When the Bears and Cardinals last met at would-be Baylor (later Floyd Casey) Stadium in 1981, Lamar rocked the nation, shocking the defending Southwest Conference champions 18-17. Many in Golden Triangle have had reason to reminisce on the big win all this week.

While the Cardinals folded their program and later reinstated it in the years since, the Bears have had their ups and downs. Woodard admires the work Briles has done in establishing Baylor as a national power.

“He’s a great coach to emulate,” he said. “I think he’s done a very good job coming into a program that historically has not been at the top, and he’s got them at the top, and he’s got them consistently at the top.”

Big 12 teams are known for talent and size, yet it’s the speed Woodard said has been the common denominator in the blowout losses to Oklahoma State and A&M.

“A lot of the speed has to do with angles, and what angles you take to block people,” he said. “The same thing with tackling people. The physicality of the [A&M] game didn’t impress me as the speed. We just had trouble running them down. That’s something you have to learn and you can’t wait until the game to do it. We have to do a better job of coaches addressing that.”

Lamar could get its fill tonight of chasing down what was the top offensive unit in the nation last year at 581.5 yards per game. As if that wasn’t good enough, Baylor hung up 723 total yards (300 yards) on SMU in a 56-21 victory eight days ago.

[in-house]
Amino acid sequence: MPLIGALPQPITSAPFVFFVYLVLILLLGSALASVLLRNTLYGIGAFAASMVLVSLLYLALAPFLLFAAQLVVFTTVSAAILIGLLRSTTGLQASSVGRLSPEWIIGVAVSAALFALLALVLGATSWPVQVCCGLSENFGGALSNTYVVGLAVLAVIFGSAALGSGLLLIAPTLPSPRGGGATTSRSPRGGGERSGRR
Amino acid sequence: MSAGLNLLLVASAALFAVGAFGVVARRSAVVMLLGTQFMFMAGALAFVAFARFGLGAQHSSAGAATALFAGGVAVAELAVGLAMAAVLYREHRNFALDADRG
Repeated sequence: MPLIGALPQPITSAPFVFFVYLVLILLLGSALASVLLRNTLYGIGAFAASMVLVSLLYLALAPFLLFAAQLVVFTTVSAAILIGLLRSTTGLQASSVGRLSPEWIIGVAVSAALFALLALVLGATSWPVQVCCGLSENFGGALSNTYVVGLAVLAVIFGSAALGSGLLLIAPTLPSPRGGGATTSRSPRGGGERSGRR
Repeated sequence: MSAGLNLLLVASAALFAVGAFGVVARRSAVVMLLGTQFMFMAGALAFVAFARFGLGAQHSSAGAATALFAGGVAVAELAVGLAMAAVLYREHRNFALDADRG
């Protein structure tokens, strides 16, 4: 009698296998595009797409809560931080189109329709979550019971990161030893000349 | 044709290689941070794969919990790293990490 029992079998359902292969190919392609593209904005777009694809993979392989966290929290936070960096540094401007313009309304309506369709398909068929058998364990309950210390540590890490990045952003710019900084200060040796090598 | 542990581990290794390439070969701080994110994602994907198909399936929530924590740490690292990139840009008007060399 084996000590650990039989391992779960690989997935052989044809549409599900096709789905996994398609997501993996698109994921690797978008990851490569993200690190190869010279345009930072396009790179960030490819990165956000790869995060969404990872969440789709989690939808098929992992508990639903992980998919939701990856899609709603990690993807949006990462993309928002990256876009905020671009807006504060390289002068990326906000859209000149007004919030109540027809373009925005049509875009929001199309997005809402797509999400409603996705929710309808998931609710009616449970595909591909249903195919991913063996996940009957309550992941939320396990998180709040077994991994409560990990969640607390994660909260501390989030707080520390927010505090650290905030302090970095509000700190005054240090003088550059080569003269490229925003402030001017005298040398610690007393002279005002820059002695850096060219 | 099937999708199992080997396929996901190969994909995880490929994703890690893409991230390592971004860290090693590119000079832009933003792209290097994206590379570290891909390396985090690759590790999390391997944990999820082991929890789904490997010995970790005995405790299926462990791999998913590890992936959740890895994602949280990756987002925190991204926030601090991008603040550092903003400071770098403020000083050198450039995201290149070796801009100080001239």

Seth Russell threw for 376 passing yards in his first start, but Briles was surprised his 15-for-30 clip wasn’t a higher completion rate.

“I’ll take production any day,” he said. “We percent everything, every day in practice. He had been in the 77 to 82 percent range during practice. He was really sharp, mentally.

“He’s got a fearless nature to him, but we’ll have to make sure it doesn’t step outside the box.”

Whatever the formula is for beating Baylor, Lamar running back Kade Harrington knows the approach is much simpler.

“We just have to go out and play, play our game, do what we know we can do,” he said.

Woodard will get to evaluate for a second straight in a real game his quarterback situation. Joe Minden earned the start last Saturday against Bacone College (Oklahoma) and played the first three series before Carson Earp entered. According to the latest depth chart, Earp will start against Baylor.

“Both our quarterbacks look relaxed,” Woodard said. “They looked like they knew where to throw the ball.”

Senior wideout Reggie Begelton said he didn’t notice a difference between Minden’s and Earp’s play. Minden credited the explosiveness his receivers and running back display to make his and Earp’s job easier.

Briles’ charge for his defense is to not let Lamar get into a rhythm. That seems like a given in a matchup of Big 12 vs. Southland, but the coach is leaving nothing to chance.

“That’s the biggest concern going into a game … letting a team have belief,” he said.

About I.C. Murrell

I.C. Murrell was promoted to editor of The News, effective Oct. 14, 2019. He previously served as sports editor since August 2015 and has won or shared eight first-place awards from state newspaper associations and corporations. He was born in Memphis, Tennessee, grew up mostly in Pine Bluff, Arkansas, and graduated from the University of Arkansas at Monticello.